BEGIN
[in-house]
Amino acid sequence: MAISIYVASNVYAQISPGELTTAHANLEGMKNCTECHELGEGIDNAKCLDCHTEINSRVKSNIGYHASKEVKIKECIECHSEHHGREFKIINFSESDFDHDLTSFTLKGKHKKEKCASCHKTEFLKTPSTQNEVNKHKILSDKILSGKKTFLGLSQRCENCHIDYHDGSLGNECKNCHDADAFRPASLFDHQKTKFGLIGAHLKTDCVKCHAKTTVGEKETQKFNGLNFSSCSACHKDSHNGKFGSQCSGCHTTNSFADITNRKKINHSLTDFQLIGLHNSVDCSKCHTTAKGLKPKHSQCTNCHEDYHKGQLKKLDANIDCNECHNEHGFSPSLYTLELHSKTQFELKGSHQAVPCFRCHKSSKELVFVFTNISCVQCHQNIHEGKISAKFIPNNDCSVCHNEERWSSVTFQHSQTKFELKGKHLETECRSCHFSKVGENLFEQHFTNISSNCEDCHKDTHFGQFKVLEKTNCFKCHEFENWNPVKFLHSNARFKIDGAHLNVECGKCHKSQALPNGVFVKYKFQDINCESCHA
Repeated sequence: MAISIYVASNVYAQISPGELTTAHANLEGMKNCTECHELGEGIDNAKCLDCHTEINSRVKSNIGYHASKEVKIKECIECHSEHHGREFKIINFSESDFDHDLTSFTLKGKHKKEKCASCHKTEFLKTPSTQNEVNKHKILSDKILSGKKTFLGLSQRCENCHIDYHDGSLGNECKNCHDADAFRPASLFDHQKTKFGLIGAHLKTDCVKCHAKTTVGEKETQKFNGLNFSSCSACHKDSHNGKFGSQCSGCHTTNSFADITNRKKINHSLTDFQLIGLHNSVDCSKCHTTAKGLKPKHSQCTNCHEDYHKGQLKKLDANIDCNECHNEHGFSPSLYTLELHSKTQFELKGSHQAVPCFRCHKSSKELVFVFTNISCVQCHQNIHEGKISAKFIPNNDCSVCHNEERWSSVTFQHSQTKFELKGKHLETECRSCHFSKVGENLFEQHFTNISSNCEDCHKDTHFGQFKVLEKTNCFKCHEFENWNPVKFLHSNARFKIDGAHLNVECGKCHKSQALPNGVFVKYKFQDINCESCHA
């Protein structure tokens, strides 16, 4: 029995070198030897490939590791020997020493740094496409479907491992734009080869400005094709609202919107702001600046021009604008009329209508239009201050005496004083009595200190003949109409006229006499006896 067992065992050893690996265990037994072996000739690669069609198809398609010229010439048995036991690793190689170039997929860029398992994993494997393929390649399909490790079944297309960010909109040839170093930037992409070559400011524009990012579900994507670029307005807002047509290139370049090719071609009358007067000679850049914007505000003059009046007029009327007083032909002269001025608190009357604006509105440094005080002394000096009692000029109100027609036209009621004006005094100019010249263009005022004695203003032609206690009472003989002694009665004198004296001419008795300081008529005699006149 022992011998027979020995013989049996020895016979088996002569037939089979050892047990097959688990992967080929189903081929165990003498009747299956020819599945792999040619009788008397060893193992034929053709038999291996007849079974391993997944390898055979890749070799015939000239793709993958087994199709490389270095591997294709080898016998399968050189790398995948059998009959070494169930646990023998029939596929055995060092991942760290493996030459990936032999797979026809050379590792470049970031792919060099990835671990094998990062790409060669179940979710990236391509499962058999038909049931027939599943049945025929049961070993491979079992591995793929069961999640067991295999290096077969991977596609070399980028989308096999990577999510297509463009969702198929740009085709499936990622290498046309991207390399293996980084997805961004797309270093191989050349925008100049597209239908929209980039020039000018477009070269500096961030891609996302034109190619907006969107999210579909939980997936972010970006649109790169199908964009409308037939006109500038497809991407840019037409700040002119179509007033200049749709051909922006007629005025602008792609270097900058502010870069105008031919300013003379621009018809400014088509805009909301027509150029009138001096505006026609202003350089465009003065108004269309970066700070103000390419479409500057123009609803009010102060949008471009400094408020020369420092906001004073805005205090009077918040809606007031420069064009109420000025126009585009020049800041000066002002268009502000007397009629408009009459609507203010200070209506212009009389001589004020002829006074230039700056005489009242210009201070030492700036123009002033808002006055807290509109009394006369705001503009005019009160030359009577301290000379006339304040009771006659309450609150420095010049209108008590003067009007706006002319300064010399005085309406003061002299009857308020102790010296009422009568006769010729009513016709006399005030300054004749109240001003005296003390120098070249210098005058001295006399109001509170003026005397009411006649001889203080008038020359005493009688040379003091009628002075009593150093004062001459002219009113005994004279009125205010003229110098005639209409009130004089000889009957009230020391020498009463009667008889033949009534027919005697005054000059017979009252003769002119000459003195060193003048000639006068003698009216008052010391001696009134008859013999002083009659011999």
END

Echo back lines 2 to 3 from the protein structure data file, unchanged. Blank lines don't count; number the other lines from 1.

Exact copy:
Amino acid sequence: MAISIYVASNVYAQISPGELTTAHANLEGMKNCTECHELGEGIDNAKCLDCHTEINSRVKSNIGYHASKEVKIKECIECHSEHHGREFKIINFSESDFDHDLTSFTLKGKHKKEKCASCHKTEFLKTPSTQNEVNKHKILSDKILSGKKTFLGLSQRCENCHIDYHDGSLGNECKNCHDADAFRPASLFDHQKTKFGLIGAHLKTDCVKCHAKTTVGEKETQKFNGLNFSSCSACHKDSHNGKFGSQCSGCHTTNSFADITNRKKINHSLTDFQLIGLHNSVDCSKCHTTAKGLKPKHSQCTNCHEDYHKGQLKKLDANIDCNECHNEHGFSPSLYTLELHSKTQFELKGSHQAVPCFRCHKSSKELVFVFTNISCVQCHQNIHEGKISAKFIPNNDCSVCHNEERWSSVTFQHSQTKFELKGKHLETECRSCHFSKVGENLFEQHFTNISSNCEDCHKDTHFGQFKVLEKTNCFKCHEFENWNPVKFLHSNARFKIDGAHLNVECGKCHKSQALPNGVFVKYKFQDINCESCHA
Repeated sequence: MAISIYVASNVYAQISPGELTTAHANLEGMKNCTECHELGEGIDNAKCLDCHTEINSRVKSNIGYHASKEVKIKECIECHSEHHGREFKIINFSESDFDHDLTSFTLKGKHKKEKCASCHKTEFLKTPSTQNEVNKHKILSDKILSGKKTFLGLSQRCENCHIDYHDGSLGNECKNCHDADAFRPASLFDHQKTKFGLIGAHLKTDCVKCHAKTTVGEKETQKFNGLNFSSCSACHKDSHNGKFGSQCSGCHTTNSFADITNRKKINHSLTDFQLIGLHNSVDCSKCHTTAKGLKPKHSQCTNCHEDYHKGQLKKLDANIDCNECHNEHGFSPSLYTLELHSKTQFELKGSHQAVPCFRCHKSSKELVFVFTNISCVQCHQNIHEGKISAKFIPNNDCSVCHNEERWSSVTFQHSQTKFELKGKHLETECRSCHFSKVGENLFEQHFTNISSNCEDCHKDTHFGQFKVLEKTNCFKCHEFENWNPVKFLHSNARFKIDGAHLNVECGKCHKSQALPNGVFVKYKFQDINCESCHA